A $350,000 National Endowment for the Humanities grant will let the Boston Public Library and MIT mount a traveling exhibition of the work of Rafael Guastavino, whose "thoughtful design of public spaces transformed American architecture in the late 19th and early 20th centuries:"
Guastavino and his family invented a colorful tiling that is lightweight, attractive, fireproof, and virtually indestructible. Excellent examples of his work grace buildings in 40 states. Examples include the Grand Central Terminal in New York City, the United Stated Supreme Court Building, and the Nebraska State Capitol. Guastavino used his extraordinary gift to elevate public spaces including transportation centers, government centers, libraries, and churches.
The exhibition will first open at the BPL main branch in Copley Square - which was the site of Guastavino's first major work in the U.S.
UPDATE: Thanks to commenters for noting the photo I posted from the McKim building was not of one of the ones Guastavino designed. See if you can spot his work in this collection of McKim construction photos.
Technology Review reports that some researchers at MIT and UMass Amherst have developed a system for keeping hackers from interfering with implanted medical devices.
The drugs, which are still a long way away from human testing, let alone the market, work by latching onto a form of RNA only generated by viruses inside living cells and signalling those cells to kill themselves, MIT reports:
"In theory, it should work against all viruses," says Todd Rider, a senior staff scientist in Lincoln Laboratory's Chemical, Biological, and Nanoscale Technologies Group who invented the new technology.
Rachel captured the Big-Ass Boiler of MIT on Putnam Street as it made its way under cover of darkness from the Arlington parking lot where it had sat since last Thursday to its ultimate home providing hot water for the Institute.
Truckers trying to deliver an oversize boiler to MIT have instead been forced to cool their heels in Arlington because Somerville officials are refusing to allow the wide load on their streets.
The indictment against Aaron Swartz on charges he used MIT networks to download 4.7 million documents from an online database of academic papers has some details of interest to net geeks, such as his use of pseudonyms like "Gary Host" and "Grace Host" (because he was using a "ghost" laptop, which he might have bought at Micro Center) and his preference for the Python scripting language.
And it also contains alleged observations of physical breaking and entering at an MIT basement wiring closet:
On January 4, 2011, Aaron Swartz was observed entering the restricted basement network wiring closet to replace an external hard drive to his computer.
On January 6, 2011, Swartz returned to the wiring closet to remove his computer equipment. This time he attempted to evade identification at the entrance to the restricted area. As Swartz entered the wiring closet, he held his bicycle helmet like a mask to shield his face, looking through ventilation holes in the helmet. Swartz then removed his computer equipment from the closet, put it in his backpack and left, again masking his face with the bicylcle helmet before peering through a crack in the double doors and cautiously stepping out.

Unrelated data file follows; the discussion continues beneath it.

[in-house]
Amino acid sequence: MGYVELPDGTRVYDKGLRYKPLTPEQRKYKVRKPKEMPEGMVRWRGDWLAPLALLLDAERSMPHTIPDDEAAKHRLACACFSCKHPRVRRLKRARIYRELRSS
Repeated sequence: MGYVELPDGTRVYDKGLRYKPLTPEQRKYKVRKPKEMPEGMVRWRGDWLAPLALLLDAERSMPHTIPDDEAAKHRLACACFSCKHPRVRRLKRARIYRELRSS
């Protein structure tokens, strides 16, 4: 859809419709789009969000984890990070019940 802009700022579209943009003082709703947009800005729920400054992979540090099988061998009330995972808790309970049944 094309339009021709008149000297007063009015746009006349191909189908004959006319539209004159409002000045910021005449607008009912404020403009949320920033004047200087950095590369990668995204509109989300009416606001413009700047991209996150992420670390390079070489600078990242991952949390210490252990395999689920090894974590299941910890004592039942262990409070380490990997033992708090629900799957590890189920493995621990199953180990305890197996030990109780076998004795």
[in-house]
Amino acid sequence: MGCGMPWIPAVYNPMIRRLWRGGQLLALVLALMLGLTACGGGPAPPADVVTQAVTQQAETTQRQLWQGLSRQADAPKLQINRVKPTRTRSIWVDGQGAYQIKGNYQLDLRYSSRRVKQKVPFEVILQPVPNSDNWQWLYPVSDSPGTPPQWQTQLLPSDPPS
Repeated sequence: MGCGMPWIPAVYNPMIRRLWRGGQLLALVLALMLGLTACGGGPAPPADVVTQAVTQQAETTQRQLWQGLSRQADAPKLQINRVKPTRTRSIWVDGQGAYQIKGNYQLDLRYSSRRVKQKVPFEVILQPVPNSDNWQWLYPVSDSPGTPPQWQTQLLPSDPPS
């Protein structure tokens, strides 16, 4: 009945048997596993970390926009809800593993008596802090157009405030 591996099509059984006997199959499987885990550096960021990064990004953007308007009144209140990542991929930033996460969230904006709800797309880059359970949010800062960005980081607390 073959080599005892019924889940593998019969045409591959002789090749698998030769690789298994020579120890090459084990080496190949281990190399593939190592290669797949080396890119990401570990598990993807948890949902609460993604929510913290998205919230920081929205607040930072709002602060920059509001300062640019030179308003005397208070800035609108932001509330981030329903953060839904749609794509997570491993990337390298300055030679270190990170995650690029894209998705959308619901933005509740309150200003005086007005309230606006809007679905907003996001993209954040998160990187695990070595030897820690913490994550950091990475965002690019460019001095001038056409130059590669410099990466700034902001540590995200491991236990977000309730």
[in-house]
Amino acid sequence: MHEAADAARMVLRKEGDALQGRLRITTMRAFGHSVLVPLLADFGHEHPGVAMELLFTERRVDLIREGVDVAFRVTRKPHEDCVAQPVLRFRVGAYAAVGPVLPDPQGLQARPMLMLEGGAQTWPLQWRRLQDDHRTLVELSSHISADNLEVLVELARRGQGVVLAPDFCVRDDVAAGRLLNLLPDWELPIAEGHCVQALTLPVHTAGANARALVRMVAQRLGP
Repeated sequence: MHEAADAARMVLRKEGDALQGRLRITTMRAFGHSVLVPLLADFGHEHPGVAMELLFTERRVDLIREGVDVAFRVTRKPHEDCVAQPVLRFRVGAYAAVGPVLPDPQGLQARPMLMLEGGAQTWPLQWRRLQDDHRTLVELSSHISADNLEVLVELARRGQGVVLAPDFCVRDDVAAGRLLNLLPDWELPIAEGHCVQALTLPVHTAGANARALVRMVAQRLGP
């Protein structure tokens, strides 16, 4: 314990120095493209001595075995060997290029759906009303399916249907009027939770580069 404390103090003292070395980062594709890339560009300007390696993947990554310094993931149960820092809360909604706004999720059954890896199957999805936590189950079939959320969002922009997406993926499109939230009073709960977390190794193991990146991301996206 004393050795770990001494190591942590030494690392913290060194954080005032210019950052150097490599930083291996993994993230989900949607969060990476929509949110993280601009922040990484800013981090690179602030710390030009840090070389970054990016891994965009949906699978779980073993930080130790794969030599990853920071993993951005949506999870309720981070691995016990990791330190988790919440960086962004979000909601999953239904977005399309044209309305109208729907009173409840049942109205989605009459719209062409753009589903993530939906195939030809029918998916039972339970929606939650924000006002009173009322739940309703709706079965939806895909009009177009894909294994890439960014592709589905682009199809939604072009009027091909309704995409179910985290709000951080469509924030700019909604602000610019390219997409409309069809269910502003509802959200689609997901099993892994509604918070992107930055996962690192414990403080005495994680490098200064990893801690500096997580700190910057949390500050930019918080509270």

The Times reports Aaron Swartz, 24, was indicted today on charged he broke into an MIT wiring closet - physically breaking in, with his own hands - then using a network connection there to grab copies of documents from JSTOR, which sells online access to academic publications.
Swartz is a co-founder of Reddit, a geeky social network with an active Boston community.
Via PC World, which notes:
Mario is currently working with other students and professors to program PR2 so it can wipe down the table and put the baking sheet in the oven.
This morning, Jeannie Vincent reported a traffic jam on Storrow Drive that suddenly ended around Fenway with no evidence of an accident.
If she'd been across the river on Mem. Drive, she could have stopped into the MIT mathematics department, where some researchers spent a fair amount of time studying these phantom traffic jams - and the way they're caused by waves they've dubbed jamitons:
The Tech reports a hapless laptop thief got only bruises for his efforts yesterday afternoon:
Wesley D. Graybill said that he saw the suspect making a dash for the exit, jumped in front of him, and slammed him into the wall. The suspect slipped by, but Graybill chased him down and was able to pull him to the ground. The researcher caught up and held down the suspect until the Campus Police arrived.
MIT charges a Littleton startup failed to pay licensing fees for three of its patents, so now it wants a judge to order the company to stop using them - and pay the fees.
It's MIT's second suit this month against Still River Systems. Last week, MIT sued Still River to force it to add an MIT researcher to a patent used for the company's single-room synchrocyclotron, which can be used to target an intense beam of radiation at certain types of tumors.
So the city better be snappy with those permissions, Cambridge Day reports:
â€śWe want to create this space as quickly as possible,â€ť Owu said.
MIT is demanding a Littleton company add a professor to a patent for a particle-beam generator used for treating certain cancers.
The two Cambridge institutions charge Cotendo, of Sunnyvale, CA, is violating patents they hold for speeding up delivery of content over the Internet.
In a lawsuit filed yesterday in US District Court in Boston, Akamai and MIT focus on one patent owned by MIT and licensed to Akamai and two patents owned by Akamai, which also claims that
Cotendo has utilized product descriptions and designations developed and used by Akamai in the marketplace for years, such as â€śDynamic Site Accelerationâ€ť ('DSA'), in an attempt to sell services that embody Akamai's inventions.